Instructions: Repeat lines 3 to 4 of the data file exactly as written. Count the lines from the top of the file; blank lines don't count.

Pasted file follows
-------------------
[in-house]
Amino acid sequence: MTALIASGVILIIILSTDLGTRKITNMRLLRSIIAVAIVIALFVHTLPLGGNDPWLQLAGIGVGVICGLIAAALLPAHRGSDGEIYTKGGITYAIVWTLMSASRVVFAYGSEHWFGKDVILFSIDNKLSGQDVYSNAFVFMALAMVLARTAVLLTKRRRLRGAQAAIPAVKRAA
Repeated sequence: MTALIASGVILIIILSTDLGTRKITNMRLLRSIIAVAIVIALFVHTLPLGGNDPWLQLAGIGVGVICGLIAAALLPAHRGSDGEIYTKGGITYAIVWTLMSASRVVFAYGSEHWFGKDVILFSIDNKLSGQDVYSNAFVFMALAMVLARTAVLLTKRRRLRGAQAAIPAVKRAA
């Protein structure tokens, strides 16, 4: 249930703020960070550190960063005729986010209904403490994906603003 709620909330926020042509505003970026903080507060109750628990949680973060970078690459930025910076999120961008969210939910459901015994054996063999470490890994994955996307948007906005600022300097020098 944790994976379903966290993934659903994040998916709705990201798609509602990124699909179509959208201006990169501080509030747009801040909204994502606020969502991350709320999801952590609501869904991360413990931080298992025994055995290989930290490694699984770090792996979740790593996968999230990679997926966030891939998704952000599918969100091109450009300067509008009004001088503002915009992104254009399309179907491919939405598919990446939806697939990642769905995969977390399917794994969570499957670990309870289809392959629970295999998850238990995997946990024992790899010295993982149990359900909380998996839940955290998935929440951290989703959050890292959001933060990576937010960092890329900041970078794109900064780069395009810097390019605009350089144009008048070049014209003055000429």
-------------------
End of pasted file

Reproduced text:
Repeated sequence: MTALIASGVILIIILSTDLGTRKITNMRLLRSIIAVAIVIALFVHTLPLGGNDPWLQLAGIGVGVICGLIAAALLPAHRGSDGEIYTKGGITYAIVWTLMSASRVVFAYGSEHWFGKDVILFSIDNKLSGQDVYSNAFVFMALAMVLARTAVLLTKRRRLRGAQAAIPAVKRAA
């Protein structure tokens, strides 16, 4: 249930703020960070550190960063005729986010209904403490994906603003 709620909330926020042509505003970026903080507060109750628990949680973060970078690459930025910076999120961008969210939910459901015994054996063999470490890994994955996307948007906005600022300097020098 944790994976379903966290993934659903994040998916709705990201798609509602990124699909179509959208201006990169501080509030747009801040909204994502606020969502991350709320999801952590609501869904991360413990931080298992025994055995290989930290490694699984770090792996979740790593996968999230990679997926966030891939998704952000599918969100091109450009300067509008009004001088503002915009992104254009399309179907491919939405598919990446939806697939990642769905995969977390399917794994969570499957670990309870289809392959629970295999998850238990995997946990024992790899010295993982149990359900909380998996839940955290998935929440951290989703959050890292959001933060990576937010960092890329900041970078794109900064780069395009810097390019605009350089144009008048070049014209003055000429």